But domesticated foxes, which can only be found at that Siberian facility, are not horrible pets. They're a little unconventional, and they require a little bit of extra attention, but if you want a pet fox, you can have a pet fox. All you need is $8,000 and the approval of Kay Fedewa, the exclusive importer of domesticated foxes in the US.

To read more on this story, click here:  Can I Have A Pet Fox?


Adorable Hippo Fiona Stole the Limelight During a Couple’s Engagement Photo at Cincinnati Zoo in Ohio

You spend weeks planning the perfect proposal, only to be upstaged by a baby hippopotamus when you finally pop the question.

Adorable hippo Fiona stole the limelight during a couple’s engagement photo at Cincinnati Zoo in Ohio.

Nick Kelble and his girlfriend Hayley Roll regularly visit Fiona and were delighted their favorite animal witnessed the proposal.

The ecstatic new bride-to-be wrote in a message to her boyfriend on Instagram: “We're so happy Fiona could be there on our special day. Here's to many more years of going to zoos with you.”

She added in an interview with the Daily Buzz: “We went to the zoo for our one-year anniversary and Fiona was in the window.

“Nick, my boyfriend, and I were waiting in line to get our photo taken with Fiona and I gave my cell phone to someone to take the photo and when I turned back around, Nick was on one knee proposing.”

Fiona became the first Nile hippo born at the zoo in 75 years back in January and had a fight to survive after her mother gave birth six weeks early.

“Full term hippos usually weigh between 50-110lbs,” the zoo says. “Fiona only weighed 29lbs when she was born 6 weeks premature. She is the smallest hippo to ever survive.”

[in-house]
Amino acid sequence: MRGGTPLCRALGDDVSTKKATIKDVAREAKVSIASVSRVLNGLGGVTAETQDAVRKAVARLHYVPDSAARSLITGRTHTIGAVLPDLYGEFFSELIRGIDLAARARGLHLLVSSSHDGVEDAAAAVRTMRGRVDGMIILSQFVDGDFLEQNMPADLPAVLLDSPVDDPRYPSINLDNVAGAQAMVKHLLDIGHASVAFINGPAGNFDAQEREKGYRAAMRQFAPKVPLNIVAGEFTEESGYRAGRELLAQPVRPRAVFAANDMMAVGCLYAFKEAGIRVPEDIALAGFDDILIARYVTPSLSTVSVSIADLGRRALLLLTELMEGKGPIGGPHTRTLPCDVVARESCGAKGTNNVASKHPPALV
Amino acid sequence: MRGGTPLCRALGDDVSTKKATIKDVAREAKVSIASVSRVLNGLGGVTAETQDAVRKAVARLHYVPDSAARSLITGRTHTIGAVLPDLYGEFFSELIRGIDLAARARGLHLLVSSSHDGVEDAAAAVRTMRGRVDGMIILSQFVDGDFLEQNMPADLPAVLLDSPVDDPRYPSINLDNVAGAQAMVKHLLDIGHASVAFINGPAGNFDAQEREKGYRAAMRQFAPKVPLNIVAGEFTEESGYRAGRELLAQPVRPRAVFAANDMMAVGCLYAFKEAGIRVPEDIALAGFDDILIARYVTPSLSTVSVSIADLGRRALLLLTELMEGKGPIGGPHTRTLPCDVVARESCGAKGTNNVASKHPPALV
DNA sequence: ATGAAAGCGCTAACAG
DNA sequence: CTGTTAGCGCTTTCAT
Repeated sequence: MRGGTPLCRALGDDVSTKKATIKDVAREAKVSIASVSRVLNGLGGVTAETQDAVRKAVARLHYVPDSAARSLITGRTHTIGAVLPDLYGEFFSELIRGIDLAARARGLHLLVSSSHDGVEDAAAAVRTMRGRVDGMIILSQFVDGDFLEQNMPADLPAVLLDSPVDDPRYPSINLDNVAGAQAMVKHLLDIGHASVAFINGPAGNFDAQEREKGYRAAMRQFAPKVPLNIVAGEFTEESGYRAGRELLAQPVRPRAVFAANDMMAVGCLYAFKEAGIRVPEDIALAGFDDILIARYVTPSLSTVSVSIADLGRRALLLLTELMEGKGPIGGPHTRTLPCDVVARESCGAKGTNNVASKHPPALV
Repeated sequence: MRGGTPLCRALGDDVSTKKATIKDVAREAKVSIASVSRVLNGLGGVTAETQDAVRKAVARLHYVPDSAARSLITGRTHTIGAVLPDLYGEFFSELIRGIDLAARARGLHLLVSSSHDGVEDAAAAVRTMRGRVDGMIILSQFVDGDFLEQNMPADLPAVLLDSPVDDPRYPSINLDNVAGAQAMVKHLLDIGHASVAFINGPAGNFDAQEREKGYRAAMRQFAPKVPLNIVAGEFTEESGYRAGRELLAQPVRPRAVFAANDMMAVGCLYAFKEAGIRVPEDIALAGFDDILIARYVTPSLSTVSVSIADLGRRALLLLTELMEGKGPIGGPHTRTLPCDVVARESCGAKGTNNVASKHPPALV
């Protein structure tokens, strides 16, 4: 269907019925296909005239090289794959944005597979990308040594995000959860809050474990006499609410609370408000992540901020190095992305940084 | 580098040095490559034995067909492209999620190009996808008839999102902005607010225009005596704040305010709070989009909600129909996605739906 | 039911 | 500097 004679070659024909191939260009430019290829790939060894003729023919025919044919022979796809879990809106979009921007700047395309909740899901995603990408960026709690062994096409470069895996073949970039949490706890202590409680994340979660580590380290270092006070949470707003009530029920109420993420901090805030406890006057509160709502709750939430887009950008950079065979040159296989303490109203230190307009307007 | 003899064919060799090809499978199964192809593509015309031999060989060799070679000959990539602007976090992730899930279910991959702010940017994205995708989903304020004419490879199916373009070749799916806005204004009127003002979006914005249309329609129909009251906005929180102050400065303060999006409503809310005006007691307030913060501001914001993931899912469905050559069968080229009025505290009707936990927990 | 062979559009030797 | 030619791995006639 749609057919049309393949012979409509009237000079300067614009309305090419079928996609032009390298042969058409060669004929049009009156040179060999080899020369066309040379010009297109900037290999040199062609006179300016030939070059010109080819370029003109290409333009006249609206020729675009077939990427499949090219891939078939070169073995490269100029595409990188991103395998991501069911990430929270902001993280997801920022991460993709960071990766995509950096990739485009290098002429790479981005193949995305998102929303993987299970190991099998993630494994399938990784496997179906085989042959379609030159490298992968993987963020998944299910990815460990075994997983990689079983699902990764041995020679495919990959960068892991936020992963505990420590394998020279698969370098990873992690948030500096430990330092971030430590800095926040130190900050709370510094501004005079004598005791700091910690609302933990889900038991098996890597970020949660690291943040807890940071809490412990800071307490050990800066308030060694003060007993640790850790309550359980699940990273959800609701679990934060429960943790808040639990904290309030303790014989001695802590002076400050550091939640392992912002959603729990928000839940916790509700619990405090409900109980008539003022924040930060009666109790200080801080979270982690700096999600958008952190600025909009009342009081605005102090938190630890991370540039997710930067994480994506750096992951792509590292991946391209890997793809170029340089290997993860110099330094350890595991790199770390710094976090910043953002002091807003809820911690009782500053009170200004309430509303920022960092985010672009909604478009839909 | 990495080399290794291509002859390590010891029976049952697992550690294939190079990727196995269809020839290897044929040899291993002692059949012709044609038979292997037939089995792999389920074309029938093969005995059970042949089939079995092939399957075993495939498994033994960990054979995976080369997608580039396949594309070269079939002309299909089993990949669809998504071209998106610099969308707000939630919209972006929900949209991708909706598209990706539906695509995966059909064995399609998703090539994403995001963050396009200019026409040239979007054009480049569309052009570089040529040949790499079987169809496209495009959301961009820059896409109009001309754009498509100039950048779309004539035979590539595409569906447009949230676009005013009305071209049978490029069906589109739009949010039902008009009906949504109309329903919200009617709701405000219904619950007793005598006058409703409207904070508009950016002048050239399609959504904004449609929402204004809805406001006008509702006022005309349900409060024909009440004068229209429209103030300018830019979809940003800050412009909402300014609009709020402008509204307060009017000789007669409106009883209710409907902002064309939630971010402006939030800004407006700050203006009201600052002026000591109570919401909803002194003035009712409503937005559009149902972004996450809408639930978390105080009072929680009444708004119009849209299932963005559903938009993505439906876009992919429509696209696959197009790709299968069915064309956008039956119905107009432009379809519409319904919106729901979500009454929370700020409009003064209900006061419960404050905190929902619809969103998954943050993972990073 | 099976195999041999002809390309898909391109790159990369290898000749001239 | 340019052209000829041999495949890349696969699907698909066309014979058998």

The zoo say Fiona is a “little hippo with a big personality”.

“As Fiona continues to grow, the many facets of her complex personality are really starting to show!” they said earlier this year.

“It’s fascinating to watch how the different elements of her personality seem to reflect the natural history of the hippopotamus.”


Did You Know That Declawing a Cat is the Equivalent of Cutting a Person’s Finger Off at the First Knuckle?

Many people falsely assume that declawing is just like trimming your nails or getting a manicure. In reality, it is a painful and permanently crippling procedure. The following are eight some reasons why you should never declaw your feline friend:

1) Declawing a cat is the equivalent of cutting a person’s finger off at the first knuckle. 

2) Cats scratch to exercise and enjoy themselves, maintain the condition of their nails, and stretch their muscles.

3) Claws are a cat’s first line of defense:
While we hope that your cat remains safely indoors at all times, if he or she were ever to get outside without claws, your cat would be far more vulnerable to predators and abusers.

4) Declawed cats often become more aggressive:
Many people think that declawed cats are safer around babies, but in fact, the lack of claws makes many cats feel so insecure that they tend to bite more often as a means of self-protection.

5) Pain continues, even after surgery:
Cats are in pain when they awake from the surgery, and the pain continues afterward. Nails can grow back inside the paw, causing extreme pain that you can’t see.

6) Declawed cats are most likely to go outside the litterbox:
Without claws, even house-trained cats might start “doing their business” outside the litterbox in an attempt to mark their territory.

7) Deckawed cats have to relearn how to walk:
Our toes are crucial to our balance, and it’s no different for cats! Because of impaired balance after the procedure, declawed cats have to relearn how to walk, much as a person would after losing his or her toes.